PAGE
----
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Sunday, May 03, 2009

A convenient reality

There's a very interesting and perceptive comment in Friday's YNet that I would like to share with you (Hat Tip: NormanF in comments). The basic argument is that there is no solution to the 'Palestinian' problem now or in the foreseeable future, and the best thing Israel can do is to take advantage of the current convenient reality. I don't agree with everything he says for mostly historical reasons (he's putting the best face on several things that I would regard as mistakes). For the time being, I agree that maintaining the current status quo ought to be an Israeli interest. However, I would allow the expansion of existing Jewish towns, and even the construction of new ones when appropriate opportunities are presented. The 'Palestinian' unwillingness to compromise and pursuit of terror ought to have real consequences.
Three problems make up the discussion on solving the conflict: Morality, demography, and security. The security aspect has to do with the question of defensible borders, yet the problem is that the 1967 borders would not enable us to defend the coastal plain. The demographic aspect has to do with the threat on the future existence of Israel as Jewish and democratic, in the face of the danger of annexing millions of Arabs. The combination of these two problems produces the following conflict: Israel in possession of the territories is a defensible country, yet it is not a democratic one, or alternately, not a Jewish one. This is compounded by the moral problem stemming from the daily and corrupting control over millions of Palestinians.

The Left’s two-state solution eliminates the demographic and moral problem, yet exchanges in for an unreasonable deterioration of the security problem.

On the other hand, the Right’s annexation solution may resolve the problem of borders, yet exchanges it for a deterioration of the demographic and moral problem.

In this context, the partial implementation of the Oslo Accords and the disengagement plan, despite the grave damages it causes to security and to Zionism, also brought some benefit.


Instead of thinking about how we should be changing the situation, perhaps we should be asking how we can maintain it. This indeed contradicts all the intuitions that have been implanted in us in light of the "paradigm of solution." The aversion to the current situation and the assumption that "something has to change" is premised on a perception of the existence of a utopian problem-free world. Indeed, we need to change, but not the world, but rather, our perception. It isn't the situation we need to modify, but rather, our attitude to it. Not because this situation is the best possible, but rather, because it's the lesser of the evils.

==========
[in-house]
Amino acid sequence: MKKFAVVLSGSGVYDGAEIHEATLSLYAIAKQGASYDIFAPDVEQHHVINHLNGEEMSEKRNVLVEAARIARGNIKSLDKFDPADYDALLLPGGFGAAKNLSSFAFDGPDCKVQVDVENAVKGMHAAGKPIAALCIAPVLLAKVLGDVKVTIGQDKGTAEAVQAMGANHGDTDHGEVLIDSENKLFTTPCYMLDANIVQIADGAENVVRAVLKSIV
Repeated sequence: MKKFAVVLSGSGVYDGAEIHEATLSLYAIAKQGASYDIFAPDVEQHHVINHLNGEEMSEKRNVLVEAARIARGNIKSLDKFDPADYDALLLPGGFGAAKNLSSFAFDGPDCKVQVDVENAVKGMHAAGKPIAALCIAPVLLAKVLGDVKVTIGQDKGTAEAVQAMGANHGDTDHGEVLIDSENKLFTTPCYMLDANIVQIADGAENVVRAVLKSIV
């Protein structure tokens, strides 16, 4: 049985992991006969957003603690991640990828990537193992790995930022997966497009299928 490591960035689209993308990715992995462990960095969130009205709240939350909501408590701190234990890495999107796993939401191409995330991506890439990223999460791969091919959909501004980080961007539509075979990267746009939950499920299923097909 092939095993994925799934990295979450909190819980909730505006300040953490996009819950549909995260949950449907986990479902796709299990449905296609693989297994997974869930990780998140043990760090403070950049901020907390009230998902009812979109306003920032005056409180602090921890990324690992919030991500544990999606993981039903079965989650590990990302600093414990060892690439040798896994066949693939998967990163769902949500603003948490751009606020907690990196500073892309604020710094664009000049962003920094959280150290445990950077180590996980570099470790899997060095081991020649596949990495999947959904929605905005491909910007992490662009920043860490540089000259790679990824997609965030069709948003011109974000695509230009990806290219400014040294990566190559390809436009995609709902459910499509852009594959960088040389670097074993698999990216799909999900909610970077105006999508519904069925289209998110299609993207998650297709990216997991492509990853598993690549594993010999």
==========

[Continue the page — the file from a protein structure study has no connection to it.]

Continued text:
Again, I would not have implemented either the Oslo Accords or the expulsion of the Jews from Gaza (both were foolish and their results were predictable), but under the current circumstances I would agree that maintaining the status quo (except as noted above) is in our interest.

And if that causes 'Palestinians' to leave - all the better.


At 12:04 PM, Blogger Matt said...

When I debate with friends and family, I take the position that a two-solution must be opposed at the current time.

I am always challened to offer some kind of alternative.

As if to say, "If you don't have an answer better than the two state-solution, then you must support it."

Of course the truth is, doing nothing is better then doing something foolish.

At 6:10 PM, Blogger NormanF said...

Thanks, Carl. I should clarify I would not have implemented Oslo or the Disengagement if it had been up to me. I think they were mistakes for which Israel has paid a very dear price. That said, I agree with the author's main point is that not every problem in life necessarily has a solution. Sometimes one has to muddle through and Israel is under no real obligation to grant the Palestinians more than the autonomy they already have. The sort of self-rule the Palestinians have is not going to change even if Benjamin Netanyahu gives them formal statehood trappings. There is no real reason to change a reality that is working well for all sides. Hopefully Lieberman can explain why the two-state formula is a complete non-starter during his European tour this coming week.
He should explain to his hosts that "if it ain't broke, don't fix it" applies especially well to the Middle East.


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